Frustration builds amid court delays as Dey Krahorm families seek relocation
THE lawyer for 13 families seeking relocation housing from the developer 7NG after being violently evicted from the Dey Krahorm community in January 2009 was summoned to Phnom Penh Municipal Court on Monday, only to learn that a hearing in the case had been postponed because company representatives had failed to appear.
Meanwhile, hundreds of villagers who were evicted from the same central Phnom Penh community in 2007 – and who have been living in unsanitary conditions in Dangkor district ever since – said Monday that they plan next week to seek intervention from Prime Minister Hun Sen in their separate row with the company, which they say has left them homeless for nearly three years.
Te Channan, the lawyer, said he had intended to present evidence in support of his clients’ compensation requests, and that he was growing increasingly frustrated with the lack of progress in the case.
“7NG’s lawyer repeatedly asked me to deliver evidence on May 24 related to the 13 families who have not received homes, and the company was supposed to provide their evidence to me in return. But they did not show up, so we did not get any result,” he said, and added that he did not know when a new court date would be set.
David Pred, executive director of the rights group Bridges Across Borders Cambodia, said the fact that the families still have not received relocation housing is unacceptable.
“It is a crime that 7NG has left these ... families homeless for the last 16 months after it grabbed their land and demolished their homes,” he said.
“The court should hold 7NG accountable for this crime to the fullest extent of the law and order the company to pay the families the fair market value of their property, as well as damages for their lost income and other troubles since the eviction,” he added.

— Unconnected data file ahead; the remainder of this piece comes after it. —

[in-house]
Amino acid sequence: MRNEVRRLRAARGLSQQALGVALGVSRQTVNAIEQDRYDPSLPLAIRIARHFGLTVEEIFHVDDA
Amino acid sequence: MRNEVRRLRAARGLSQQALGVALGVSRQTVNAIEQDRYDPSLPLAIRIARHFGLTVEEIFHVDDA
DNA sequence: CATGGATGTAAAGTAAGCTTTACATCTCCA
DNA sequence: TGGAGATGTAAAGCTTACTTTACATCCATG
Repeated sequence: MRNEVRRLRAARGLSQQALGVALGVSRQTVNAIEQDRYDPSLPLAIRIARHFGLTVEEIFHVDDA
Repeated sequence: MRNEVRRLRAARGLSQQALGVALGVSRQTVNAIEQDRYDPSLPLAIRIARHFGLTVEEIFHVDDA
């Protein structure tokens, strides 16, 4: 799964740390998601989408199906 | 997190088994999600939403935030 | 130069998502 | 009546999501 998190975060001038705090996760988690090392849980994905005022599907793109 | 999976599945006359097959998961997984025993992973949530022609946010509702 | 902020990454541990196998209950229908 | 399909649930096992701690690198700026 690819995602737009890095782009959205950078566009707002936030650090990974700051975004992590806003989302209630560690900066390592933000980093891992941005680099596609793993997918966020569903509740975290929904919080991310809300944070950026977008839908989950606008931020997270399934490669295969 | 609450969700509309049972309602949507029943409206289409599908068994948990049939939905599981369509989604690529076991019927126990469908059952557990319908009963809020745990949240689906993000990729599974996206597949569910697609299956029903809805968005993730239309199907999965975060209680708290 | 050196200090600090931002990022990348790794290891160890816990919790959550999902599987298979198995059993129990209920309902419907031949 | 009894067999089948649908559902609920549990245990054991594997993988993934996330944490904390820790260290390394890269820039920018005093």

Chheang Bona, 7NG’s general manager, could not be reached for comment.
Pred said there were at least 22 families evicted from Dey Krahorm in 2009 that still need to be provided with relocation housing or compensation.
Members of families that were evicted from the site before then, however, say they too have been left high and dry by the company.
Oeuk Bun, 65, who moved with her family and 57 others to Dangkor’s Damnak Trayeung village after being forced to leave Dey Krahorm in July 2007, on Monday bemoaned the fact that, as the group waits to receive new housing, she has had no option but live in a shabby temporary structure built by 7NG that lacks access to water or toilets – conditions that often lead to illnesses such as diarrhoea.
She added that employment opportunities are lacking at the new site.
“Before I moved here, I earned about US$60 per month as a maid, but here I can earn only $15 per month cleaning vegetables and washing dishes at other people’s homes,” she said.
“I want the government to notice us and help us … to give us comfortable housing,” she said.
Sun Ny, 60, also said that illnesses were common. “Most of us get sick from diarrheoa, stomach aches, rashes and fever because we live in an unclean environment with a big pile of rubbish nearby,” she said.
“We want to meet Prime Minister Hun Sen to tell him about us, but it would not be easy because the police would stop us like they have in the past,” she said.
Mao Sothea, a representative of the 58 families, said she plans to send a petition to Hun Sen’s cabinet next week, asking him to intervene.
“We will file a complaint to Prime Minister Hun Sen’s cabinet next week, and we will all go to the prime minister’s house in Phnom Penh the same day to ask for help,” she said.
Reached on Monday, Phnom Penh Deputy Governor Mann Chhoeun declined to comment about the plight of the families, saying he believed that their cases had been settled.
ADDITIONAL REPORTING BY WILL BAXTER